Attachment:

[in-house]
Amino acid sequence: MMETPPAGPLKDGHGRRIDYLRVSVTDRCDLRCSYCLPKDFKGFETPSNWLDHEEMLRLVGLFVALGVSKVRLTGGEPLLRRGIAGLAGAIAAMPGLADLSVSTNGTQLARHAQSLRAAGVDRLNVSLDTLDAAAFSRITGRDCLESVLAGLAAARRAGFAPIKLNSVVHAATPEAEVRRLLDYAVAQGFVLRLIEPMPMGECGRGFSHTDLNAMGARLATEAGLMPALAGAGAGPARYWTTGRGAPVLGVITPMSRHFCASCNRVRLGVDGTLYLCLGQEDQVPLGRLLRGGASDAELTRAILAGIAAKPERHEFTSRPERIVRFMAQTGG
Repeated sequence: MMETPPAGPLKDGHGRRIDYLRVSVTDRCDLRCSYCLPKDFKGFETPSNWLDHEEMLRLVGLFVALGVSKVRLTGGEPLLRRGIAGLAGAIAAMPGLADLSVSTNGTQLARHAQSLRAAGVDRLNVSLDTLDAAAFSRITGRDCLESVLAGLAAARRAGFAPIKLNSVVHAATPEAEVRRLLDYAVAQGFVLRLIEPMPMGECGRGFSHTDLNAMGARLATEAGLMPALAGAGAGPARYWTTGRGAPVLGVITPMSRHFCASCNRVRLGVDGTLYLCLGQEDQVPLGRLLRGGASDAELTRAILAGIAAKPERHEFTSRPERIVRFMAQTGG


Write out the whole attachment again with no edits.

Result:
[in-house]
Amino acid sequence: MMETPPAGPLKDGHGRRIDYLRVSVTDRCDLRCSYCLPKDFKGFETPSNWLDHEEMLRLVGLFVALGVSKVRLTGGEPLLRRGIAGLAGAIAAMPGLADLSVSTNGTQLARHAQSLRAAGVDRLNVSLDTLDAAAFSRITGRDCLESVLAGLAAARRAGFAPIKLNSVVHAATPEAEVRRLLDYAVAQGFVLRLIEPMPMGECGRGFSHTDLNAMGARLATEAGLMPALAGAGAGPARYWTTGRGAPVLGVITPMSRHFCASCNRVRLGVDGTLYLCLGQEDQVPLGRLLRGGASDAELTRAILAGIAAKPERHEFTSRPERIVRFMAQTGG
Repeated sequence: MMETPPAGPLKDGHGRRIDYLRVSVTDRCDLRCSYCLPKDFKGFETPSNWLDHEEMLRLVGLFVALGVSKVRLTGGEPLLRRGIAGLAGAIAAMPGLADLSVSTNGTQLARHAQSLRAAGVDRLNVSLDTLDAAAFSRITGRDCLESVLAGLAAARRAGFAPIKLNSVVHAATPEAEVRRLLDYAVAQGFVLRLIEPMPMGECGRGFSHTDLNAMGARLATEAGLMPALAGAGAGPARYWTTGRGAPVLGVITPMSRHFCASCNRVRLGVDGTLYLCLGQEDQVPLGRLLRGGASDAELTRAILAGIAAKPERHEFTSRPERIVRFMAQTGG